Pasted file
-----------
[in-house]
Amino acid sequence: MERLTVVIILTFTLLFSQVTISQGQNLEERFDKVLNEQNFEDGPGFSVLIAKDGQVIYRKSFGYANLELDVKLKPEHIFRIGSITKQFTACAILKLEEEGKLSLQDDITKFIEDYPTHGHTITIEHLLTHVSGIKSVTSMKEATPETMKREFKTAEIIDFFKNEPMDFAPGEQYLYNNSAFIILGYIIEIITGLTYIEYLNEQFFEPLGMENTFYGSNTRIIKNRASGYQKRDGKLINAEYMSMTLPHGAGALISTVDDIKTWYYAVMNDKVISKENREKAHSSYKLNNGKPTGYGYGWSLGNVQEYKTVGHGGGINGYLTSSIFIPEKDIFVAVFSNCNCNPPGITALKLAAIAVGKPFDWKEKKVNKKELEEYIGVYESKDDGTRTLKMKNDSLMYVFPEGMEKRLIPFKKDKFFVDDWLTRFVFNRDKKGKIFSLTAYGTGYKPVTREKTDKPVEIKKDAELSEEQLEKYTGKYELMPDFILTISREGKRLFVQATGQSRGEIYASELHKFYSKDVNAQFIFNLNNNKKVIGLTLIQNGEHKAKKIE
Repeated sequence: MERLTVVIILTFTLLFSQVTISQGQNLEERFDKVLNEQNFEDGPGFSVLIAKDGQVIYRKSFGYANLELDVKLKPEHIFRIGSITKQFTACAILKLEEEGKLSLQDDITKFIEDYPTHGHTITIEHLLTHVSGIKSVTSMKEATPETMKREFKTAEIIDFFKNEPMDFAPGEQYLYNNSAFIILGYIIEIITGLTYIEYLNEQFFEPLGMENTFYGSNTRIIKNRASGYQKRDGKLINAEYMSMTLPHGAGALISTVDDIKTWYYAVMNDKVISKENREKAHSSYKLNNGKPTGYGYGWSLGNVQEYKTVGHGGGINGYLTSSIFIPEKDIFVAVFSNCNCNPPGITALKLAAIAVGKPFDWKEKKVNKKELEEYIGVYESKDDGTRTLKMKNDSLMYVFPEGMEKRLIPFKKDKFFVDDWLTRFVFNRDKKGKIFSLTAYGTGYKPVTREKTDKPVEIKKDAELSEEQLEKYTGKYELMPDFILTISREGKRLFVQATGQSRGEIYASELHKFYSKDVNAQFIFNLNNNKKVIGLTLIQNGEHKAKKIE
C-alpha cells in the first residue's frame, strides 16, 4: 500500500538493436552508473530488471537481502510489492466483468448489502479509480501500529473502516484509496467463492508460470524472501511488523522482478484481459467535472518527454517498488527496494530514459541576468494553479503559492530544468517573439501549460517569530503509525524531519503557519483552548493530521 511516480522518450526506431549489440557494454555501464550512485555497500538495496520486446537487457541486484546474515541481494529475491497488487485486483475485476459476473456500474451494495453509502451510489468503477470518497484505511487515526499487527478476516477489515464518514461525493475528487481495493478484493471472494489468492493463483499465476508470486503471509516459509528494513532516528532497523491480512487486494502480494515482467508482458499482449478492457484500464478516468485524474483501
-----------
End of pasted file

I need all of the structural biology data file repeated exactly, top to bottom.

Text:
[in-house]
Amino acid sequence: MERLTVVIILTFTLLFSQVTISQGQNLEERFDKVLNEQNFEDGPGFSVLIAKDGQVIYRKSFGYANLELDVKLKPEHIFRIGSITKQFTACAILKLEEEGKLSLQDDITKFIEDYPTHGHTITIEHLLTHVSGIKSVTSMKEATPETMKREFKTAEIIDFFKNEPMDFAPGEQYLYNNSAFIILGYIIEIITGLTYIEYLNEQFFEPLGMENTFYGSNTRIIKNRASGYQKRDGKLINAEYMSMTLPHGAGALISTVDDIKTWYYAVMNDKVISKENREKAHSSYKLNNGKPTGYGYGWSLGNVQEYKTVGHGGGINGYLTSSIFIPEKDIFVAVFSNCNCNPPGITALKLAAIAVGKPFDWKEKKVNKKELEEYIGVYESKDDGTRTLKMKNDSLMYVFPEGMEKRLIPFKKDKFFVDDWLTRFVFNRDKKGKIFSLTAYGTGYKPVTREKTDKPVEIKKDAELSEEQLEKYTGKYELMPDFILTISREGKRLFVQATGQSRGEIYASELHKFYSKDVNAQFIFNLNNNKKVIGLTLIQNGEHKAKKIE
Repeated sequence: MERLTVVIILTFTLLFSQVTISQGQNLEERFDKVLNEQNFEDGPGFSVLIAKDGQVIYRKSFGYANLELDVKLKPEHIFRIGSITKQFTACAILKLEEEGKLSLQDDITKFIEDYPTHGHTITIEHLLTHVSGIKSVTSMKEATPETMKREFKTAEIIDFFKNEPMDFAPGEQYLYNNSAFIILGYIIEIITGLTYIEYLNEQFFEPLGMENTFYGSNTRIIKNRASGYQKRDGKLINAEYMSMTLPHGAGALISTVDDIKTWYYAVMNDKVISKENREKAHSSYKLNNGKPTGYGYGWSLGNVQEYKTVGHGGGINGYLTSSIFIPEKDIFVAVFSNCNCNPPGITALKLAAIAVGKPFDWKEKKVNKKELEEYIGVYESKDDGTRTLKMKNDSLMYVFPEGMEKRLIPFKKDKFFVDDWLTRFVFNRDKKGKIFSLTAYGTGYKPVTREKTDKPVEIKKDAELSEEQLEKYTGKYELMPDFILTISREGKRLFVQATGQSRGEIYASELHKFYSKDVNAQFIFNLNNNKKVIGLTLIQNGEHKAKKIE
C-alpha cells in the first residue's frame, strides 16, 4: 500500500538493436552508473530488471537481502510489492466483468448489502479509480501500529473502516484509496467463492508460470524472501511488523522482478484481459467535472518527454517498488527496494530514459541576468494553479503559492530544468517573439501549460517569530503509525524531519503557519483552548493530521 511516480522518450526506431549489440557494454555501464550512485555497500538495496520486446537487457541486484546474515541481494529475491497488487485486483475485476459476473456500474451494495453509502451510489468503477470518497484505511487515526499487527478476516477489515464518514461525493475528487481495493478484493471472494489468492493463483499465476508470486503471509516459509528494513532516528532497523491480512487486494502480494515482467508482458499482449478492457484500464478516468485524474483501